Why do we make this so hard? When used by the government, it is a legal concept, the union of two people under the law, when used by the church it is the product of their sacred right of joining two people. When used by many in the literary world it is the joining of two objects,The marraige blood and steel, poetry and art, form and function.

I’ve always joked of the idea of “taking it back” when applied to language. But seriously I think this is a case where we need to “take the word marriage back.” It was not the sole providence of religious people or religious institution, it belong to society, it is a word that belongs to all of us, it is a part of the human condition and until someone can invent a better word that holds all the meanings of marraige to both the conscious and subconscious I do not wish to willing relinquish my ownership of the word as a human being. Not to punish a group of people, not to make this argument easier to win, not to make it easier to get along with immature religious people who can’t learn how to share.

Sorry for the rant and potential derail, but I’ve seen this concept too much and all really this is the core of the “civil union” or “Partner benefits” argument.


April 10th, 2009

It’s ironic that the more people try to “protect” marriage by inventing all of these “like marriage” institutions that AREN’T marriage the more they create institutions that aren’t marriage that straight people are opting for and hence weakening and breaking down the significance of heterosexual marriage.

How interesting that the fight to “protect” marriage, and those who are doing everything in their power to keep gay people from participating in it, are the very things, and the very people, that most threaten to actually destroy it.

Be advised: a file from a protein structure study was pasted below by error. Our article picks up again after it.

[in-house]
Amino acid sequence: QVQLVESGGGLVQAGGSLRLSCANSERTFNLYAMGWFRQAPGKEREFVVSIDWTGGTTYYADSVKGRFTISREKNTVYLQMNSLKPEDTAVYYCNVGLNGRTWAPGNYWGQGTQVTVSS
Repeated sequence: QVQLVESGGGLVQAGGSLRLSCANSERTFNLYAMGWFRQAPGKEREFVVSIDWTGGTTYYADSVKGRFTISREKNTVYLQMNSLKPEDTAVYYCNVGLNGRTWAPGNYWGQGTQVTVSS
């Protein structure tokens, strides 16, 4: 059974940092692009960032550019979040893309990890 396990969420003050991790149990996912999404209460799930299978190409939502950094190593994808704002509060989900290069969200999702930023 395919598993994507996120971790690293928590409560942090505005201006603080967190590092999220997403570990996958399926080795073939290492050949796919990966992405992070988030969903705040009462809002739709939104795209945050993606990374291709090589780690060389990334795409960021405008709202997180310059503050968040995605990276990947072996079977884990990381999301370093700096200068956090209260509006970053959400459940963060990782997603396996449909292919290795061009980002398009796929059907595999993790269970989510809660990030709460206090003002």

Leave A Comment

All comments reflect the opinions of commenters only. They are not necessarily those of anyone associated with Box Turtle Bulletin. Comments are subject to our Comments Policy.

(Required, never shared)

PLEASE NOTE: All comments are subject to our Comments Policy.


Latest Posts

The Things You Learn from the Internet

"The Intel On This Wasn't 100 Percent"

From Fake News To Real Bullets: This Is The New Normal

NC Gov McCrory Throws In The Towel

Colorado Store Manager Verbally Attacks "Faggot That Voted For Hillary" In Front of 4-Year-Old Son

Associated Press Updates "Alt-Right" Usage Guide

A Challenge for Blue Bubble Democrats

Baptist Churches in Dallas, Austin Expelled Over LGBT-Affirming Stance

Featured Reports

What Are Little Boys Made Of?

In this original BTB Investigation, we unveil the tragic story of Kirk Murphy, a four-year-old boy who was treated for “cross-gender disturbance” in 1970 by a young grad student by the name of George Rekers. This story is a stark reminder that there are severe and damaging consequences when therapists try to ensure that boys will be boys.

Slouching Towards Kampala: Uganda’s Deadly Embrace of Hate

When we first reported on three American anti-gay activists traveling to Kampala for a three-day conference, we had no idea that it would be the first report of a long string of events leading to a proposal to institute the death penalty for LGBT people. But that is exactly what happened. In this report, we review our collection of more than 500 posts to tell the story of one nation’s embrace of hatred toward gay people. This report will be updated continuously as events continue to unfold. Check here for the latest updates.